Prince died from an accidental overdose of a powerful opioid, according to autopsy results released Thursday.
“It is typically used to treat patients with severe pain, or to manage pain after surgery,” according to the NIDA. “It is also sometimes used to treat people with chronic pain who are physically tolerant to opiates.”
The legendary artist was found dead in his Minneapolis suburban home on April 21, at the age of 57. The Midwest Medical Examiner’s Office conducted an autopsy and ran the toxicology exam. The medical examiner’s office has completed its “death examination,” though the Carver County Sheriff’s Office is continuing its own investigation.
Carver County Sheriff Jim Olson said in April that the initial investigation into the legendary musician’s death showed “no obvious signs of trauma.”
The U.S. Attorney’s Office in Minnesota and the Drug Enforcement Administration are also involved in the investigation.
On the morning that Prince’s body was found inside of an elevator, a doctor who had treated the superstar on April 7 and April 20 arrived at Paisley Park to deliver test results, according to a search warrant obtained by the Los Angeles Times and the Minneapolis Star Tribune. Court documents, which have since been sealed, do not describe the test results.
Michael Todd Schulenber, who told investigators he was a doctor at the North Memorial Medical Center, “appeared on the death scene” in Chanhassen, Minn., on April 21.
The pop icon’s death came a day after his representatives contacted a California pain and addiction specialist for help, sources told the Star Tribune. Dr. Howard Kornfeld, who couldn’t immediately travel to Minnesota, sent his pre-med student son to meet with Prince and a Minnesota doctor, the newspaper reported.
Pharmaceutical fentanyl is approved to treat severe pain, usually from advanced cancer, and is 50 to 100 times more potent than morphine, according to the Centers for Disease Control and Prevention.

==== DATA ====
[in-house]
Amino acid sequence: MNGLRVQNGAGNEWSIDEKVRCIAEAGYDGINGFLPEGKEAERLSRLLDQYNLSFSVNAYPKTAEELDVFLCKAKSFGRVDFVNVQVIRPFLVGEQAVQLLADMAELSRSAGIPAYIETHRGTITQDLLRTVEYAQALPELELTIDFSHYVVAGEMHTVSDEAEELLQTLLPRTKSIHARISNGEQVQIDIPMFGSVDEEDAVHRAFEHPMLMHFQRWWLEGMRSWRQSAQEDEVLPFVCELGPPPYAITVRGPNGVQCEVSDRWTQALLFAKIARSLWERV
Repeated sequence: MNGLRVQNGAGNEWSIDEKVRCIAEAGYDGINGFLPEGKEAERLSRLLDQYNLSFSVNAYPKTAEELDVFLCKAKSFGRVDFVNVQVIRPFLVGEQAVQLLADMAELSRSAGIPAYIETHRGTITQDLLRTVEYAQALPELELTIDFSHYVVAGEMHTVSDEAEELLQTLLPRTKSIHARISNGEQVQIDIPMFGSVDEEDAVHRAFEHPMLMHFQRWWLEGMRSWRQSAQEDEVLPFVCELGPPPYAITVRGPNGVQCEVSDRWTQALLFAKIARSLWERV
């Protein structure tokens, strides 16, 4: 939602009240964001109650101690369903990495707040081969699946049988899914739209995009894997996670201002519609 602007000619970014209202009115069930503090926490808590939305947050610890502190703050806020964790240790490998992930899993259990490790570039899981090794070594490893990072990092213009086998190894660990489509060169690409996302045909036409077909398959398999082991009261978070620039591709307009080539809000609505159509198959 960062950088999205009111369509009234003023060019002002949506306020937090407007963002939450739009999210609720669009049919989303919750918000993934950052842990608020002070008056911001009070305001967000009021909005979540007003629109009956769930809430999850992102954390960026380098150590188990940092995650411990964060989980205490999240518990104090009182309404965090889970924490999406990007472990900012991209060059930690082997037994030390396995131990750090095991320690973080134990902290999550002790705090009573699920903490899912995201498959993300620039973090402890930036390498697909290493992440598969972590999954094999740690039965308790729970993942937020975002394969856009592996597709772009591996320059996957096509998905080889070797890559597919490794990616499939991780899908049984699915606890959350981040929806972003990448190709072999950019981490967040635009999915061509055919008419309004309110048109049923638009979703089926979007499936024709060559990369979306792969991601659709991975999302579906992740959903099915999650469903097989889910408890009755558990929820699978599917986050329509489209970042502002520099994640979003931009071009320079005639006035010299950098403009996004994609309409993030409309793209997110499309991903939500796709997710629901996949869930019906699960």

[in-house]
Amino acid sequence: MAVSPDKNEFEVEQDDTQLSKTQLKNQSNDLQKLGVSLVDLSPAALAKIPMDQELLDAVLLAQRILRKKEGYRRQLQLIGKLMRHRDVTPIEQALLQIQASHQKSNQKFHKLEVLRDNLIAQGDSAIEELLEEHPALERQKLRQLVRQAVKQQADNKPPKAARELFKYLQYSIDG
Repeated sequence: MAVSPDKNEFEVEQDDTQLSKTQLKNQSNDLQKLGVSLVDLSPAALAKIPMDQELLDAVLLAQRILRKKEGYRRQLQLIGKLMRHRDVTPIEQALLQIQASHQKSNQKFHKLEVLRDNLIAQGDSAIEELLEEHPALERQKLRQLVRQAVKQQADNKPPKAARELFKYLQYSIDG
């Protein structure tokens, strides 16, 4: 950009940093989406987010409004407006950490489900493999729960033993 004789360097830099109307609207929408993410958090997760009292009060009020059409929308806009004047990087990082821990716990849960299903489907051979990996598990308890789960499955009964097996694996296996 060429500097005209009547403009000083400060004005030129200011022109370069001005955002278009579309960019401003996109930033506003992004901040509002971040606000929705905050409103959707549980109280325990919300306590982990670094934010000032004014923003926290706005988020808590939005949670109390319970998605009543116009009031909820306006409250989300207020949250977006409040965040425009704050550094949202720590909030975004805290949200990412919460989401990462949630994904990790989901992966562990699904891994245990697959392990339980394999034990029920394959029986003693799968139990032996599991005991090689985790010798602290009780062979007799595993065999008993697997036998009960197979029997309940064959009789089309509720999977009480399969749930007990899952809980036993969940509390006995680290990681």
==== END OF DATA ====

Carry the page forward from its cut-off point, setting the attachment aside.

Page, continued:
Many fentanyl overdoses involve illegally made versions of the drug. In these cases, heroin or cocaine is laced with fentanyl to increase its potency — something that authorities have said is increasingly happening and fueling the opioid addiction crisis.
Deaths from prescription opioids and heroin set a record in 2014, with deaths involving powerful synthetic opioids such as fentanyl rising by more than 80 percent from the previous year.
About 5,500 people died in 2014 from overdoses involving synthetic opioids, according to the CDC.
Remembering Prince, a life in pictures
The singer, born Prince Rogers Nelson, performed in Atlanta a week before he died. Following the show, his private jet had to make an emergency landing in Illinois because of an “unresponsive passenger,” records show. Prince’s bodyguard had to carry him off of the plane.
Prince was reportedly hospitalized; at the time, media reported the entertainer had been battling the flu. The Minneapolis Star Tribune, citing two sources close to the artist, reported that he was back home by that evening.
This post has been updated.